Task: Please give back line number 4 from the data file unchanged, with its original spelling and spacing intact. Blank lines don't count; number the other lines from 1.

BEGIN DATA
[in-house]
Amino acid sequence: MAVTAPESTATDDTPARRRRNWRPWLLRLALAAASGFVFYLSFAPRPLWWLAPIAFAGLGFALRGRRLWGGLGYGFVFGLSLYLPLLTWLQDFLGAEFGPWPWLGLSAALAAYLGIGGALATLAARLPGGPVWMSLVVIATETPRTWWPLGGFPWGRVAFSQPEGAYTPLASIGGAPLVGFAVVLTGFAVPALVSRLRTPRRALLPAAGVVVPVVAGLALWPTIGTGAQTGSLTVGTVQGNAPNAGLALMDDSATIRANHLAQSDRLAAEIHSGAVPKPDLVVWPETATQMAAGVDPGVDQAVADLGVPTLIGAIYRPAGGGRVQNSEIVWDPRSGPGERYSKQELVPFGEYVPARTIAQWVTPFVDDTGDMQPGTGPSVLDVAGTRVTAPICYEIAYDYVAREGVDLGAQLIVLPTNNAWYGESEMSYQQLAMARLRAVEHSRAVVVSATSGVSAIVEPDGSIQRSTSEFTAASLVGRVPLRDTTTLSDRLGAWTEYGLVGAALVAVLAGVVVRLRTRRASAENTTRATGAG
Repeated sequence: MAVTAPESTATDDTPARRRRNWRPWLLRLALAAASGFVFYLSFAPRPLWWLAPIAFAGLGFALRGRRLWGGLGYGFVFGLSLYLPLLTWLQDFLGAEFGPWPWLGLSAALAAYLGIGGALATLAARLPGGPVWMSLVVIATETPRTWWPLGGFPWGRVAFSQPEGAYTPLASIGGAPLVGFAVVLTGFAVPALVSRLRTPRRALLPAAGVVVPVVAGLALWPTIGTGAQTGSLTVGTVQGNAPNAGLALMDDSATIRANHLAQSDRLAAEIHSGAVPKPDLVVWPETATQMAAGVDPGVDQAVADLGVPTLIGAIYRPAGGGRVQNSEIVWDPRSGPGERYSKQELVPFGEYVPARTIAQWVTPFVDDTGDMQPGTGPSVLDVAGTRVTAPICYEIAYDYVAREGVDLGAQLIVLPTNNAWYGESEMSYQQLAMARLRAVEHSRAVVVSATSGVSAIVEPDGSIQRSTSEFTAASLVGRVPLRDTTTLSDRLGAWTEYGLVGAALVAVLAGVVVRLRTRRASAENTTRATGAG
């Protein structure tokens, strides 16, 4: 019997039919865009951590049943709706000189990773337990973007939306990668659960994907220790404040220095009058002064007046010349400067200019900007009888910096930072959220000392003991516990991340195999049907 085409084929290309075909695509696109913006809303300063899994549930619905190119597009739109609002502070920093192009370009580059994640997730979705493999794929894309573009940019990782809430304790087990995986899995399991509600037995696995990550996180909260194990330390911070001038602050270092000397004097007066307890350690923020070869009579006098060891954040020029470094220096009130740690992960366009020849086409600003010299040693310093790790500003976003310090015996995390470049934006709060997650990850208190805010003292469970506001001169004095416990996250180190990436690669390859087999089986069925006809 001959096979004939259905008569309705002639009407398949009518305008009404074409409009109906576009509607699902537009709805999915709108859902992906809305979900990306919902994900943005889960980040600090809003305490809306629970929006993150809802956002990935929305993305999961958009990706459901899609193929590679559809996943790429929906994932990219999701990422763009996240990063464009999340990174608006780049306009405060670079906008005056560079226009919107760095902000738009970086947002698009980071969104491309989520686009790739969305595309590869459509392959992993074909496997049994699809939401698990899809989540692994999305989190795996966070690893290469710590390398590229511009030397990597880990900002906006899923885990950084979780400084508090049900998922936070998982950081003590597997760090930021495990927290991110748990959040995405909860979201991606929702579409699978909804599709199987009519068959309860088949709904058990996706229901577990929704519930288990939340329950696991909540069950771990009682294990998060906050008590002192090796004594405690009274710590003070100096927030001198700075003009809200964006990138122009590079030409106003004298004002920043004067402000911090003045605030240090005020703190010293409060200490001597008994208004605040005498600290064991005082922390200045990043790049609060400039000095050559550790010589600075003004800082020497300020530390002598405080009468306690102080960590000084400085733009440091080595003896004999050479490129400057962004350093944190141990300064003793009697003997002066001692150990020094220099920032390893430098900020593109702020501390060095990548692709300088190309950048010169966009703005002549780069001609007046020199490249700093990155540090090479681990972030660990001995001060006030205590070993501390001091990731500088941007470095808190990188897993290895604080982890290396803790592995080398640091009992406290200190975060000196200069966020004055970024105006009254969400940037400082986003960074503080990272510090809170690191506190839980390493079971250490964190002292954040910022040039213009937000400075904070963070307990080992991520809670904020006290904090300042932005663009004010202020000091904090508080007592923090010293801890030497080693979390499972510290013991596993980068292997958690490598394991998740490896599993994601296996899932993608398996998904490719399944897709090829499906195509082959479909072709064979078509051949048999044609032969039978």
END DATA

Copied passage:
């Protein structure tokens, strides 16, 4: 019997039919865009951590049943709706000189990773337990973007939306990668659960994907220790404040220095009058002064007046010349400067200019900007009888910096930072959220000392003991516990991340195999049907 085409084929290309075909695509696109913006809303300063899994549930619905190119597009739109609002502070920093192009370009580059994640997730979705493999794929894309573009940019990782809430304790087990995986899995399991509600037995696995990550996180909260194990330390911070001038602050270092000397004097007066307890350690923020070869009579006098060891954040020029470094220096009130740690992960366009020849086409600003010299040693310093790790500003976003310090015996995390470049934006709060997650990850208190805010003292469970506001001169004095416990996250180190990436690669390859087999089986069925006809 001959096979004939259905008569309705002639009407398949009518305008009404074409409009109906576009509607699902537009709805999915709108859902992906809305979900990306919902994900943005889960980040600090809003305490809306629970929006993150809802956002990935929305993305999961958009990706459901899609193929590679559809996943790429929906994932990219999701990422763009996240990063464009999340990174608006780049306009405060670079906008005056560079226009919107760095902000738009970086947002698009980071969104491309989520686009790739969305595309590869459509392959992993074909496997049994699809939401698990899809989540692994999305989190795996966070690893290469710590390398590229511009030397990597880990900002906006899923885990950084979780400084508090049900998922936070998982950081003590597997760090930021495990927290991110748990959040995405909860979201991606929702579409699978909804599709199987009519068959309860088949709904058990996706229901577990929704519930288990939340329950696991909540069950771990009682294990998060906050008590002192090796004594405690009274710590003070100096927030001198700075003009809200964006990138122009590079030409106003004298004002920043004067402000911090003045605030240090005020703190010293409060200490001597008994208004605040005498600290064991005082922390200045990043790049609060400039000095050559550790010589600075003004800082020497300020530390002598405080009468306690102080960590000084400085733009440091080595003896004999050479490129400057962004350093944190141990300064003793009697003997002066001692150990020094220099920032390893430098900020593109702020501390060095990548692709300088190309950048010169966009703005002549780069001609007046020199490249700093990155540090090479681990972030660990001995001060006030205590070993501390001091990731500088941007470095808190990188897993290895604080982890290396803790592995080398640091009992406290200190975060000196200069966020004055970024105006009254969400940037400082986003960074503080990272510090809170690191506190839980390493079971250490964190002292954040910022040039213009937000400075904070963070307990080992991520809670904020006290904090300042932005663009004010202020000091904090508080007592923090010293801890030497080693979390499972510290013991596993980068292997958690490598394991998740490896599993994601296996899932993608398996998904490719399944897709090829499906195509082959479909072709064979078509051949048999044609032969039978």